Further to our statement of 5th April 2017, ‘RSUA Calls on Cathedral Quarter Developers (Royal Exchange) to Improve and Enrich Plans’, RSUA met with the developers in May and November 2017 to discuss the design of the project.
Today we are publishing our comments on the project based on the presentations and discussions from the meeting in November 2017.
The Royal Ulster Society of Architects (RSUA) is the professional body for architects in Northern Ireland. It has a membership of approximately 800 chartered architects. The organisation aims to deliver public benefit through the promotion of architecture and welcomes the opportunity to provide comment on this project.
RSUA acknowledges the significant changes to the scheme over the last year which we believe have resulted in a more appropriate and contextual project. In our comments below we have proposed a range of steps which we believe will further enhance the scheme and we have identified a number of areas which we believe should be reviewed by the statutory authorities.
In summary, RSUA’s views are:
- The relevant statutory authorities should ensure that this project can be progressed in such a way that it does not encourage more cars into the city centre.
- A co-ordinated approach between this development and the many other sizeable developments (started and proposed) that it interfaces with is needed. RSUA offers to facilitate engagement between all the relevant developers, land owners and statutory authorities.
- The underground car park access arrangements are not ideal and a better resolution is possible.
- The square in front of the cathedral will not work properly if buses and taxis are granted permission to drive through it. RSUA calls on the relevant authorities to allow this square to be completely vehicle free.
- There is a need for clarity on the ownership of the proposed new public spaces and any potential restrictions on public use.
- To assist Belfast in its drive to be an attractive, fun and healthy city this development should incorporate more elements to help ‘green’ the city and make provision for children.
- Water tight assurances over design quality and specification of the new buildings will be key to this project gaining widespread support.
- Early commitments to the provision of social/affordable housing would align the project with Belfast City Council’s vision for the city centre.
- Local government and central government departments should provide leadership on the planned provision of appropriate facilities and services for families in the city centre to give developers a clear steer on the potential for family accommodation.
- A quality benchmark for residential buildings in the city core should be established.
- Early confirmation of the use of the proposed tall building would be beneficial as it will have a significant impact on design decisions. Safety must be a primary consideration.
Parking – Discouraging cars from the city centre
A key part of our city’s drive toward increased levels of active travel and use of public transport must be to make travel by car less attractive.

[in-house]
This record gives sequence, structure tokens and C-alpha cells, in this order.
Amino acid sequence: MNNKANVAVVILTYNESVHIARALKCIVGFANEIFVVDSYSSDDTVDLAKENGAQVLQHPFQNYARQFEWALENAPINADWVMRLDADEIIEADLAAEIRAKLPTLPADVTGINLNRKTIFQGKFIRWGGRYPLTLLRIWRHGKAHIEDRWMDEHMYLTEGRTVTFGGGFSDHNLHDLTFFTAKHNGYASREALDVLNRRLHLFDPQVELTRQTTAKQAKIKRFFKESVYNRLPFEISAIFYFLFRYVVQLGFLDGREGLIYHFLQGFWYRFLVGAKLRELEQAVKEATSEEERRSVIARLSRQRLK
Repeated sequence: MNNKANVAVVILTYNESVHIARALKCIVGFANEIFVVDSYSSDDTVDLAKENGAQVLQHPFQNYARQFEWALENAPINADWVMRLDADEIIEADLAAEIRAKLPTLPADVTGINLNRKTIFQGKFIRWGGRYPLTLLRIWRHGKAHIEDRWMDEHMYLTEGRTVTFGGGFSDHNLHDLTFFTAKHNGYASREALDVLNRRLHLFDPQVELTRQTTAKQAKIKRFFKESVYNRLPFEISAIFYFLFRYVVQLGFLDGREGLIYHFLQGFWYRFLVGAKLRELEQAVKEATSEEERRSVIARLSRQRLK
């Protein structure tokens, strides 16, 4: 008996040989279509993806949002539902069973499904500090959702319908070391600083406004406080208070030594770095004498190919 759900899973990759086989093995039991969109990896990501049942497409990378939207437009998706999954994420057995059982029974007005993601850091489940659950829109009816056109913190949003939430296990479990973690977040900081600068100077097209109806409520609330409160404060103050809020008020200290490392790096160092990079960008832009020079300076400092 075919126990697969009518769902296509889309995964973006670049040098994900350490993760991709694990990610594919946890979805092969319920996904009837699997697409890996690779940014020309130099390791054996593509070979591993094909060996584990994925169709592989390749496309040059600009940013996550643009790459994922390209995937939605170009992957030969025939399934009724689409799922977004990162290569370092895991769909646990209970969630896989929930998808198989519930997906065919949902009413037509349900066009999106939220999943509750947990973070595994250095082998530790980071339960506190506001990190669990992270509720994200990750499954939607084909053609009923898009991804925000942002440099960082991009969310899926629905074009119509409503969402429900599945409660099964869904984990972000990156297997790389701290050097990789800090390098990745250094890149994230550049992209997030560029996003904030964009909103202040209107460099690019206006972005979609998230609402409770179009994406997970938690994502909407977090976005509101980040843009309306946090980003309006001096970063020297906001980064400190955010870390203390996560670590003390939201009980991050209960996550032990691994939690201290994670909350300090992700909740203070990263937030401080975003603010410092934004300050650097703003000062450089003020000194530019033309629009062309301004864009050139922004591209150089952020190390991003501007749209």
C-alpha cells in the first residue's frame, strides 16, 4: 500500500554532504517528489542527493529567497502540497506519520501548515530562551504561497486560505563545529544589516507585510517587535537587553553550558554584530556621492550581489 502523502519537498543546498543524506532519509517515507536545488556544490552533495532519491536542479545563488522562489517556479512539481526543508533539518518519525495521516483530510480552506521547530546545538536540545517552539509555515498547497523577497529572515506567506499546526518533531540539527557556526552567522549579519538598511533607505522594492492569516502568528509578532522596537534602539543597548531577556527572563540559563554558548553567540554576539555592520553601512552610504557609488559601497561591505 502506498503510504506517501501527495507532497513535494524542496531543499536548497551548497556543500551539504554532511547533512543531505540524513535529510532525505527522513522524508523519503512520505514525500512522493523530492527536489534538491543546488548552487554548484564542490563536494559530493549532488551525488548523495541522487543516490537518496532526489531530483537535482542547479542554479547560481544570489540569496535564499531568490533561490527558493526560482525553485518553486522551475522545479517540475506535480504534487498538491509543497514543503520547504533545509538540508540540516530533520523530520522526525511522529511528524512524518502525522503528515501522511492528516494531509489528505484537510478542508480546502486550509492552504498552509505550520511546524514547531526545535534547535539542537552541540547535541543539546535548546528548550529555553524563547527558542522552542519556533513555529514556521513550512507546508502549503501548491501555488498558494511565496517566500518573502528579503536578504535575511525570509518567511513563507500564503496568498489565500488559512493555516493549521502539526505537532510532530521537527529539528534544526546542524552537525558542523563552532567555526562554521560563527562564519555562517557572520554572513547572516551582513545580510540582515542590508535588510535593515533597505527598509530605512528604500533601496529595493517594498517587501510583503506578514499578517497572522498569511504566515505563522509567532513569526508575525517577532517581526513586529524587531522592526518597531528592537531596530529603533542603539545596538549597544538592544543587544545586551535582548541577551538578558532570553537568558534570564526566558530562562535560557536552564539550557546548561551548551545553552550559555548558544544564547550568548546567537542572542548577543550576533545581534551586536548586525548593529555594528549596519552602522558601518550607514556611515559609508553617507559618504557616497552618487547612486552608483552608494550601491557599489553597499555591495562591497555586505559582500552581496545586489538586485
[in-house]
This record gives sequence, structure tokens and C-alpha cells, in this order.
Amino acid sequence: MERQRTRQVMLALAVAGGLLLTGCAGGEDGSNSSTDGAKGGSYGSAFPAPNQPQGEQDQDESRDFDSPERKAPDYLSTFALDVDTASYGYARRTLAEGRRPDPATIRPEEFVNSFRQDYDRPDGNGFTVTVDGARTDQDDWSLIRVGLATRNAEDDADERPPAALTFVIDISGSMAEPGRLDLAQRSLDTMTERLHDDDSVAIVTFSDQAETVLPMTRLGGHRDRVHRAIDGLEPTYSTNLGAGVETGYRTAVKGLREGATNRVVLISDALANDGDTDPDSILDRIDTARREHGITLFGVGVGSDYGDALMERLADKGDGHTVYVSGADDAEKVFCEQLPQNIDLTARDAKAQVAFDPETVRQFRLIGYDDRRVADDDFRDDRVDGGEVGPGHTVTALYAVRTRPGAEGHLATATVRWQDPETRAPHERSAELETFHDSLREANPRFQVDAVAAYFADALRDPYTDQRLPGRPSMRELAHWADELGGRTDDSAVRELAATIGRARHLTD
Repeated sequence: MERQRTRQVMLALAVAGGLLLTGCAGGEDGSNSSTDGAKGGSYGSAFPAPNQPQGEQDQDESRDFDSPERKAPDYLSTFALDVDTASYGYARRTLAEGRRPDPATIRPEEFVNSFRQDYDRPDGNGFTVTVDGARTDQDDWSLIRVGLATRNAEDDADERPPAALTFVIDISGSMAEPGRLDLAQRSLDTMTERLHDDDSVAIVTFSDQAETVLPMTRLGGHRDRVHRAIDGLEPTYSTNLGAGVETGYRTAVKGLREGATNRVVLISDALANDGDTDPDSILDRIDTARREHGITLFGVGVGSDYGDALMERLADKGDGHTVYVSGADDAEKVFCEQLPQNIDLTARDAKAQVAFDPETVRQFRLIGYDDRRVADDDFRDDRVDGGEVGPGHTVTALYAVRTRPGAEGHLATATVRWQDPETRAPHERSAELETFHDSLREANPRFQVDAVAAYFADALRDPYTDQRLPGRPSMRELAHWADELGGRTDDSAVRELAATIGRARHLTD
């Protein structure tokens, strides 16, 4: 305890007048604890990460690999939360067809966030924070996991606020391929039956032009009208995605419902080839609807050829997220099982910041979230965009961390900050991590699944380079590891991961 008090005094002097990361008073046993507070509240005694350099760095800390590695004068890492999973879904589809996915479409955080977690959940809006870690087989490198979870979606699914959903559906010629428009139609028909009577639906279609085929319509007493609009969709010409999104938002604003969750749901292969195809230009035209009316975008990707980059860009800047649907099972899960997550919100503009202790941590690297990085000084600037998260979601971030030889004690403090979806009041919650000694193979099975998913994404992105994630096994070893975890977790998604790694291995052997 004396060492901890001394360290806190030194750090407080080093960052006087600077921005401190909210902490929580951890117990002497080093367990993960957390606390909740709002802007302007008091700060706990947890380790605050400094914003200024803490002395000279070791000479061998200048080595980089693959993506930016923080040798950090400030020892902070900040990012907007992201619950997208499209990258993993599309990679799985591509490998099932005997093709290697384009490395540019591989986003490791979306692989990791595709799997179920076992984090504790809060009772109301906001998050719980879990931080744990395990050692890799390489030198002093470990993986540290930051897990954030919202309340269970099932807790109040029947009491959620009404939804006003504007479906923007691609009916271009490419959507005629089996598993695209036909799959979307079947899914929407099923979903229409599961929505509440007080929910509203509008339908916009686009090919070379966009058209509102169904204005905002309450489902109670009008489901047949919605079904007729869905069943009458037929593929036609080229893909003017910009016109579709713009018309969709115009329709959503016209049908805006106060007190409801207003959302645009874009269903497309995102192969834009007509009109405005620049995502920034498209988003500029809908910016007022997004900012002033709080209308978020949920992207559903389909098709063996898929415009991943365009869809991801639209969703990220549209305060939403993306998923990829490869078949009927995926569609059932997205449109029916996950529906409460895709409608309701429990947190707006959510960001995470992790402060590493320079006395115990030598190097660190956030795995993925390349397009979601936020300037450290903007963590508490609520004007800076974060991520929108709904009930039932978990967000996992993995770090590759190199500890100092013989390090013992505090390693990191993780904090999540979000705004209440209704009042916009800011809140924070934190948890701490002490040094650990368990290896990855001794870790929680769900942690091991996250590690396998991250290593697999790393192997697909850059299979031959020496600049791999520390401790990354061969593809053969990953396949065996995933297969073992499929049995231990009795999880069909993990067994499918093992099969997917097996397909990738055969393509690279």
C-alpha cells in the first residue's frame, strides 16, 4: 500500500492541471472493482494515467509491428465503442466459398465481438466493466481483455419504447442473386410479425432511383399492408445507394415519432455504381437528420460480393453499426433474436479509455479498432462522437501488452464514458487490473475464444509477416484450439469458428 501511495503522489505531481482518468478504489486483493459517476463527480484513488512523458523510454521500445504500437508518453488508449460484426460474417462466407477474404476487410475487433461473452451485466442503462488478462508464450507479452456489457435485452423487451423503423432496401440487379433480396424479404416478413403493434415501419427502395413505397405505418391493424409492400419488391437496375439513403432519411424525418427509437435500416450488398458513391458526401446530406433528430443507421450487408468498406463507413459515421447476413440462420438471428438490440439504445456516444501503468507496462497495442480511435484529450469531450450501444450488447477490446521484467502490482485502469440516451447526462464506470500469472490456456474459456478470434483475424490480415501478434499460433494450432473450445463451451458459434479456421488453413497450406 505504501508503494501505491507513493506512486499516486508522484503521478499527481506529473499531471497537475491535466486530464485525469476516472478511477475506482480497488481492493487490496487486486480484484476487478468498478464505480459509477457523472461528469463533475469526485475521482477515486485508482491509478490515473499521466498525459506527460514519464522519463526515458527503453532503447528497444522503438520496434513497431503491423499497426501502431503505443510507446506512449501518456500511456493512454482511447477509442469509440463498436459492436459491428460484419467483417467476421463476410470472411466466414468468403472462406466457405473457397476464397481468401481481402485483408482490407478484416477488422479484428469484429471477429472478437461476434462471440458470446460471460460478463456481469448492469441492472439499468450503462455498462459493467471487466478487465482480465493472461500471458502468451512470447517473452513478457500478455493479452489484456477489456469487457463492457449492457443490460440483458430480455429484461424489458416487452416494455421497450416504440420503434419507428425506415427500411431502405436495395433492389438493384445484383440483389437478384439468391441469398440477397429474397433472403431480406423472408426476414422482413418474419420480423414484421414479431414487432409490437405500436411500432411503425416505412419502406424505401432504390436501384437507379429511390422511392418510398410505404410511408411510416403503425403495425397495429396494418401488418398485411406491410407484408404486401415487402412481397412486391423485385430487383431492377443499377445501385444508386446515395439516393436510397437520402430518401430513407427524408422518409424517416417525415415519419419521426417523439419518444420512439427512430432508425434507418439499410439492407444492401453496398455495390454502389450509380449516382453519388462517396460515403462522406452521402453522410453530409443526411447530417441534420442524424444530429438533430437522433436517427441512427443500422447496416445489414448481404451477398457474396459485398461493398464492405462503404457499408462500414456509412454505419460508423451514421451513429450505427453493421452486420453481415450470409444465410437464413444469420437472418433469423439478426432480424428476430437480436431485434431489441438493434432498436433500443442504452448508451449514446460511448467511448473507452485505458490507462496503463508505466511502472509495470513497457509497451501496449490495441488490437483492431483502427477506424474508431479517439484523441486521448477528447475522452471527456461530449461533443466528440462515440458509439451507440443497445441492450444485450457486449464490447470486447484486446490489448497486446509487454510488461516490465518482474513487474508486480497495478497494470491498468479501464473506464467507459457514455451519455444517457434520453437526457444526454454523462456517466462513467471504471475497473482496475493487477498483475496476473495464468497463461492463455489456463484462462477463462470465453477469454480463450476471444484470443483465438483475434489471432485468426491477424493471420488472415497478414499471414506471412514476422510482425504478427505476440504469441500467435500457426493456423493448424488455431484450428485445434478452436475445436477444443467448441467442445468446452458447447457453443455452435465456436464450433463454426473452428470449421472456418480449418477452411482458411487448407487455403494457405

RSUA believes that this project should be taken forward in a way which minimises the volume of traffic being encouraged into the city centre core and therefore we believe that car parking provision should be kept to a minimum.
We acknowledge the developer’s aspiration to reduce the volume of car parking associated with the project and we encourage the relevant statutory authorities to consider best practice from vibrant cities across Europe in this regard.
Underground car park
As it stands we still have reservations about the underground car park access arrangements which impact on the junction at Cathedral Gardens/Ulster University and Belfast Telegraph.
It would be preferable to see an alternative access point, perhaps via Exchange Street or North Street adjacent to the egress point. This would be more discreet and have less impact on ‘severing’Cathedral Gardens from the new proposed streetscape and public realm.
It is important that these car parking issues are sorted out during the planning process.
2. Interface – Joined up approach
This project interfaces with theUlsterUniversityand the area covered by the Inner North West Masterplan. The Masterplan is currently out for consultation. It is an interface at which significant development is planned over the next number of years. RSUA believes it is essential that the masterplanning at this interface is very well co-ordinated. RSUA calls for and offers to facilitate engagement between all the relevant developers, land owners and statutory authorities.
Joined up thinking may provide solutions that all parties could find beneficial and most importantly would enhance the city.
RSUA supports the removal of buses/taxis altogether from the public space in front of St Anne’s Cathedral. We have concerns that without this removal, the public square will not function as intended and would result in a significant loss of public amenity space.
In addition, it would be a real shame and a lost opportunity to break the continuity of surfacing at the four corners junction for traffic purposes and we would propose that this is re-addressed.
4. Public realm
Clarity on ownership and any restrictions to public use
The introduction of new lanes, squares and open focal spaces is welcome however the devil will be in the detail. There is also a need for clarity on the ownership of these public spaces and any potential restrictions on public use.
New lane connecting North Street and Donegall Street